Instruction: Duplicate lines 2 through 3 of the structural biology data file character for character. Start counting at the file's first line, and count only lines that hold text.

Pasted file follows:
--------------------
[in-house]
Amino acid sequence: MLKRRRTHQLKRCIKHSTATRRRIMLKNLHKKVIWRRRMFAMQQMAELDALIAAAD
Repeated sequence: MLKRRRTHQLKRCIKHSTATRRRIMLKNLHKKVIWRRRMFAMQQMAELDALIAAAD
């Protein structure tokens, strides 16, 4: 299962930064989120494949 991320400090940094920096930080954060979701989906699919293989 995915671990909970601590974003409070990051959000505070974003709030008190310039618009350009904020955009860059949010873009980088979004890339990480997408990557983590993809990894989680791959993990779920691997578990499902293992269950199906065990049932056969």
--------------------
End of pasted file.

Amino acid sequence: MLKRRRTHQLKRCIKHSTATRRRIMLKNLHKKVIWRRRMFAMQQMAELDALIAAAD
Repeated sequence: MLKRRRTHQLKRCIKHSTATRRRIMLKNLHKKVIWRRRMFAMQQMAELDALIAAAD